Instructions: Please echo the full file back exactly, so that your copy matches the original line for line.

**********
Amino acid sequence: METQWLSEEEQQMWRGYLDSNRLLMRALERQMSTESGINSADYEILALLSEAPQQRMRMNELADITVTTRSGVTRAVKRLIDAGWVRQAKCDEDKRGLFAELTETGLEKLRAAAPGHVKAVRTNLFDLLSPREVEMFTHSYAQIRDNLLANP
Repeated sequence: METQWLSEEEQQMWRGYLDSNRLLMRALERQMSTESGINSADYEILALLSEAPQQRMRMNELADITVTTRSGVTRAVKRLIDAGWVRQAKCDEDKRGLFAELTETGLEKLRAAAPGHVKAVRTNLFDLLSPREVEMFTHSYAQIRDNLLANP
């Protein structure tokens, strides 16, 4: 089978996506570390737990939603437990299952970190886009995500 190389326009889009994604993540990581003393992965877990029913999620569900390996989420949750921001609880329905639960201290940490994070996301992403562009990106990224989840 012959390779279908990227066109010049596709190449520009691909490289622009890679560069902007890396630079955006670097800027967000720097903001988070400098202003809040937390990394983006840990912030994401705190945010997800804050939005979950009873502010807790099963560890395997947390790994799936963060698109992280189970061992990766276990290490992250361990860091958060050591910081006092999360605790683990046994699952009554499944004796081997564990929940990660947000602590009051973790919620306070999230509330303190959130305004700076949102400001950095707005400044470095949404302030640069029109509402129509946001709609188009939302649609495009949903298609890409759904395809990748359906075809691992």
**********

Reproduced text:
Amino acid sequence: METQWLSEEEQQMWRGYLDSNRLLMRALERQMSTESGINSADYEILALLSEAPQQRMRMNELADITVTTRSGVTRAVKRLIDAGWVRQAKCDEDKRGLFAELTETGLEKLRAAAPGHVKAVRTNLFDLLSPREVEMFTHSYAQIRDNLLANP
Repeated sequence: METQWLSEEEQQMWRGYLDSNRLLMRALERQMSTESGINSADYEILALLSEAPQQRMRMNELADITVTTRSGVTRAVKRLIDAGWVRQAKCDEDKRGLFAELTETGLEKLRAAAPGHVKAVRTNLFDLLSPREVEMFTHSYAQIRDNLLANP
């Protein structure tokens, strides 16, 4: 089978996506570390737990939603437990299952970190886009995500 190389326009889009994604993540990581003393992965877990029913999620569900390996989420949750921001609880329905639960201290940490994070996301992403562009990106990224989840 012959390779279908990227066109010049596709190449520009691909490289622009890679560069902007890396630079955006670097800027967000720097903001988070400098202003809040937390990394983006840990912030994401705190945010997800804050939005979950009873502010807790099963560890395997947390790994799936963060698109992280189970061992990766276990290490992250361990860091958060050591910081006092999360605790683990046994699952009554499944004796081997564990929940990660947000602590009051973790919620306070999230509330303190959130305004700076949102400001950095707005400044470095949404302030640069029109509402129509946001709609188009939302649609495009949903298609890409759904395809990748359906075809691992």